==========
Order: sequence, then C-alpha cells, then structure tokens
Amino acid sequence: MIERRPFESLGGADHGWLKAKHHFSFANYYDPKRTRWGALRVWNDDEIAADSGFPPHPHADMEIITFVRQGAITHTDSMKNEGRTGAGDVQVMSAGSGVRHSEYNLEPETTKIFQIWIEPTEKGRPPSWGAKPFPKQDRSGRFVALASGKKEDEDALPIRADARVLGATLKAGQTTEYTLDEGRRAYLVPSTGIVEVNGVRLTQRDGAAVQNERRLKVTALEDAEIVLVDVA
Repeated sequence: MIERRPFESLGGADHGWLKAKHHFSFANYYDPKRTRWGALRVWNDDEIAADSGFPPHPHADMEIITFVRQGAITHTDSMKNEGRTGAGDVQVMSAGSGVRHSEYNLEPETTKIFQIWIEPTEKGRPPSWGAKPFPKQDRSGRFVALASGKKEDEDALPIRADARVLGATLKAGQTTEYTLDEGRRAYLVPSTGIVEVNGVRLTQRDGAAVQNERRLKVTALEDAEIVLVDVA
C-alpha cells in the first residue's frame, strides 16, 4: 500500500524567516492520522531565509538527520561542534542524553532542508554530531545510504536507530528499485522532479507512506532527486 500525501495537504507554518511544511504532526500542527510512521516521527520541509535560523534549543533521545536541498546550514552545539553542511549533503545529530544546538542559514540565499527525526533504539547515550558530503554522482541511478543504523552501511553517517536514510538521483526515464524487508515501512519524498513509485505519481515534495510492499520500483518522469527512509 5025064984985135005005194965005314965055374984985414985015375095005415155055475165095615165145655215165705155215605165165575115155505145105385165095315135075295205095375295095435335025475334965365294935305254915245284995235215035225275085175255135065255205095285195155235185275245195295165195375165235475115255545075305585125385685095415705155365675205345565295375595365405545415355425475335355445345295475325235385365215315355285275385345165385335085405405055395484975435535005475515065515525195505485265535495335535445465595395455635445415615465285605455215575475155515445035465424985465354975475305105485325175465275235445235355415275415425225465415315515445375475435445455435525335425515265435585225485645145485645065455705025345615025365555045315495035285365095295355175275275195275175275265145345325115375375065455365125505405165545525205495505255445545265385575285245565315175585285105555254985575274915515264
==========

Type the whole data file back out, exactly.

Order: sequence, then C-alpha cells, then structure tokens
Amino acid sequence: MIERRPFESLGGADHGWLKAKHHFSFANYYDPKRTRWGALRVWNDDEIAADSGFPPHPHADMEIITFVRQGAITHTDSMKNEGRTGAGDVQVMSAGSGVRHSEYNLEPETTKIFQIWIEPTEKGRPPSWGAKPFPKQDRSGRFVALASGKKEDEDALPIRADARVLGATLKAGQTTEYTLDEGRRAYLVPSTGIVEVNGVRLTQRDGAAVQNERRLKVTALEDAEIVLVDVA
Repeated sequence: MIERRPFESLGGADHGWLKAKHHFSFANYYDPKRTRWGALRVWNDDEIAADSGFPPHPHADMEIITFVRQGAITHTDSMKNEGRTGAGDVQVMSAGSGVRHSEYNLEPETTKIFQIWIEPTEKGRPPSWGAKPFPKQDRSGRFVALASGKKEDEDALPIRADARVLGATLKAGQTTEYTLDEGRRAYLVPSTGIVEVNGVRLTQRDGAAVQNERRLKVTALEDAEIVLVDVA
C-alpha cells in the first residue's frame, strides 16, 4: 500500500524567516492520522531565509538527520561542534542524553532542508554530531545510504536507530528499485522532479507512506532527486 500525501495537504507554518511544511504532526500542527510512521516521527520541509535560523534549543533521545536541498546550514552545539553542511549533503545529530544546538542559514540565499527525526533504539547515550558530503554522482541511478543504523552501511553517517536514510538521483526515464524487508515501512519524498513509485505519481515534495510492499520500483518522469527512509 5025064984985135005005194965005314965055374984985414985015375095005415155055475165095615165145655215165705155215605165165575115155505145105385165095315135075295205095375295095435335025475334965365294935305254915245284995235215035225275085175255135065255205095285195155235185275245195295165195375165235475115255545075305585125385685095415705155365675205345565295375595365405545415355425475335355445345295475325235385365215315355285275385345165385335085405405055395484975435535005475515065515525195505485265535495335535445465595395455635445415615465285605455215575475155515445035465424985465354975475305105485325175465275235445235355415275415425225465415315515445375475435445455435525335425515265435585225485645145485645065455705025345615025365555045315495035285365095295355175275275195275175275265145345325115375375065455365125505405165545525205495505255445545265385575285245565315175585285105555254985575274915515264